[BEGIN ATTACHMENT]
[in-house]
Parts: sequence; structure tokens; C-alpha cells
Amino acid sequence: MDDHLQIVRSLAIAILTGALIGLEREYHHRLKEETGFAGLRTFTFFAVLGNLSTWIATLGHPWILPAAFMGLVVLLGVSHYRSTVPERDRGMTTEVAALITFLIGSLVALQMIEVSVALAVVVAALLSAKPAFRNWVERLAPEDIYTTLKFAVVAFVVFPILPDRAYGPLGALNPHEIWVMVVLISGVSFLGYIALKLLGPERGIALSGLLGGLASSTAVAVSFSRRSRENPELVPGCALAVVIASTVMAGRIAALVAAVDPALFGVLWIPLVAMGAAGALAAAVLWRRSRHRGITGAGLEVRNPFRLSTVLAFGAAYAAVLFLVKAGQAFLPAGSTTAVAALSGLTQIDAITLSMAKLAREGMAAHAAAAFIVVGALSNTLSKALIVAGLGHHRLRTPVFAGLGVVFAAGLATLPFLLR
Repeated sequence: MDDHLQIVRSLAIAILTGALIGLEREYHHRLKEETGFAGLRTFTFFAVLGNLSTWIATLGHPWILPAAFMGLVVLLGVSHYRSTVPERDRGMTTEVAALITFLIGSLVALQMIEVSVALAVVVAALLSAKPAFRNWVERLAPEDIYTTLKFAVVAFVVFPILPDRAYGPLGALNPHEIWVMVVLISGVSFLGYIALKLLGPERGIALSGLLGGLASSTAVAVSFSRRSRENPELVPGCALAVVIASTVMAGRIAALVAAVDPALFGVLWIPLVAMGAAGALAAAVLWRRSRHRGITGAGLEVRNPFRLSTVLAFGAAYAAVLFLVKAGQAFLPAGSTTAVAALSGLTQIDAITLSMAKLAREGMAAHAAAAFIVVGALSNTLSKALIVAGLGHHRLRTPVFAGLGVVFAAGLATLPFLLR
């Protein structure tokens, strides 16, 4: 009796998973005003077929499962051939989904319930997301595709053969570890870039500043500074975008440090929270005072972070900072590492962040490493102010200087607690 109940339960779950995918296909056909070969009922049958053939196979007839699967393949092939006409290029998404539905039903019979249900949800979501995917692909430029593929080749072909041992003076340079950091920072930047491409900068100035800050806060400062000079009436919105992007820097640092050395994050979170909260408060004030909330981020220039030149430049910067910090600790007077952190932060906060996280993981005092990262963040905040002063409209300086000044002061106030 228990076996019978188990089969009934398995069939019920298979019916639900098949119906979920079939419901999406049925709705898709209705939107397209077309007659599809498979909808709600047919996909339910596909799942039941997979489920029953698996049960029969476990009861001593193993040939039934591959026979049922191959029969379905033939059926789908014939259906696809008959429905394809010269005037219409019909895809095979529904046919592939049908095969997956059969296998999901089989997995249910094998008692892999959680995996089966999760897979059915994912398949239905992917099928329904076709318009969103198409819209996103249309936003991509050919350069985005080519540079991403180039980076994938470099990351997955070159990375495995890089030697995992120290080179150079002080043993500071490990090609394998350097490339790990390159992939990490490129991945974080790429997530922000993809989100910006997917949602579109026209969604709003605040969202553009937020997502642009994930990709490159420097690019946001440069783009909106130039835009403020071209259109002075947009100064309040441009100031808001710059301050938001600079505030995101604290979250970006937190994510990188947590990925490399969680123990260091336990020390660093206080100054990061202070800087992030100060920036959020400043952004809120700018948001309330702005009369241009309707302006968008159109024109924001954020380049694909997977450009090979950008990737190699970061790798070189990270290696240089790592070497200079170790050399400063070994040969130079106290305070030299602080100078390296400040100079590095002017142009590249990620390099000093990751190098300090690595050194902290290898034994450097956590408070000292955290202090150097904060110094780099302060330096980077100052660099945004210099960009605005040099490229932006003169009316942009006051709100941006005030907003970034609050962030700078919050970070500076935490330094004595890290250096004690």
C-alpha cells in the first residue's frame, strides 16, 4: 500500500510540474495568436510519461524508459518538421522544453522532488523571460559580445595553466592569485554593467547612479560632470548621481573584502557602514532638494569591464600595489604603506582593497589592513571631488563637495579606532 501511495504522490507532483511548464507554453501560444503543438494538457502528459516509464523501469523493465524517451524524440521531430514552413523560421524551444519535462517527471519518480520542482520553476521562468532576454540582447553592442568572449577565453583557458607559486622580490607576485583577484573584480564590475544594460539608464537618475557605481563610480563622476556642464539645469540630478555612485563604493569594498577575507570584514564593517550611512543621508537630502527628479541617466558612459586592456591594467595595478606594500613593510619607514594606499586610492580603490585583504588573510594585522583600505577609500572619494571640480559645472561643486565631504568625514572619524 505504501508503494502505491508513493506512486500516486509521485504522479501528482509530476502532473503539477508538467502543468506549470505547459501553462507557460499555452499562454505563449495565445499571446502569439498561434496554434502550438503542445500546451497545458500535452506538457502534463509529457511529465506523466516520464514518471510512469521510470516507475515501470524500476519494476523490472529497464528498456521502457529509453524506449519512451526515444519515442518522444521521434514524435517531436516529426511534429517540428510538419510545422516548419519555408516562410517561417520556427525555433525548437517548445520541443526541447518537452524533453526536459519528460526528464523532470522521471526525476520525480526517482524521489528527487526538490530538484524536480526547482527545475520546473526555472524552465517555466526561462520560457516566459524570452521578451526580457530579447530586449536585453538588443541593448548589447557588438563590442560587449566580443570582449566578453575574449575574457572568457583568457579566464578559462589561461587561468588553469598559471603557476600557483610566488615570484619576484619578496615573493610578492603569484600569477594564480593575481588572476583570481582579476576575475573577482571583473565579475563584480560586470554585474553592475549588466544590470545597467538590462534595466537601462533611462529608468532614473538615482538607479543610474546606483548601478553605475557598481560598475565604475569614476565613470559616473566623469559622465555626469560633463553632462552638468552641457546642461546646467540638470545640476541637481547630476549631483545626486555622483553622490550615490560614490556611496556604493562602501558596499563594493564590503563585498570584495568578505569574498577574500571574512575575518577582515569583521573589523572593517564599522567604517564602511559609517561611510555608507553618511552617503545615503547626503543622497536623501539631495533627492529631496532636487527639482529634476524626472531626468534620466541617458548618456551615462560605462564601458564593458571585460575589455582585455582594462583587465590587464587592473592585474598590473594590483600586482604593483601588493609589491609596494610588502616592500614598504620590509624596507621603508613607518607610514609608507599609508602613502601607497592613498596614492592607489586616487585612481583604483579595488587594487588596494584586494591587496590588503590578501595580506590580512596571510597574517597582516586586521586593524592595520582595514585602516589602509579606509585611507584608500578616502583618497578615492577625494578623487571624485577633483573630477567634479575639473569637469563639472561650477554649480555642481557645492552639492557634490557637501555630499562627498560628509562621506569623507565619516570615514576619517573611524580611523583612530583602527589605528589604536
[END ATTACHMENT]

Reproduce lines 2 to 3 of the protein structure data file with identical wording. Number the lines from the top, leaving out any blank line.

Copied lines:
Parts: sequence; structure tokens; C-alpha cells
Amino acid sequence: MDDHLQIVRSLAIAILTGALIGLEREYHHRLKEETGFAGLRTFTFFAVLGNLSTWIATLGHPWILPAAFMGLVVLLGVSHYRSTVPERDRGMTTEVAALITFLIGSLVALQMIEVSVALAVVVAALLSAKPAFRNWVERLAPEDIYTTLKFAVVAFVVFPILPDRAYGPLGALNPHEIWVMVVLISGVSFLGYIALKLLGPERGIALSGLLGGLASSTAVAVSFSRRSRENPELVPGCALAVVIASTVMAGRIAALVAAVDPALFGVLWIPLVAMGAAGALAAAVLWRRSRHRGITGAGLEVRNPFRLSTVLAFGAAYAAVLFLVKAGQAFLPAGSTTAVAALSGLTQIDAITLSMAKLAREGMAAHAAAAFIVVGALSNTLSKALIVAGLGHHRLRTPVFAGLGVVFAAGLATLPFLLR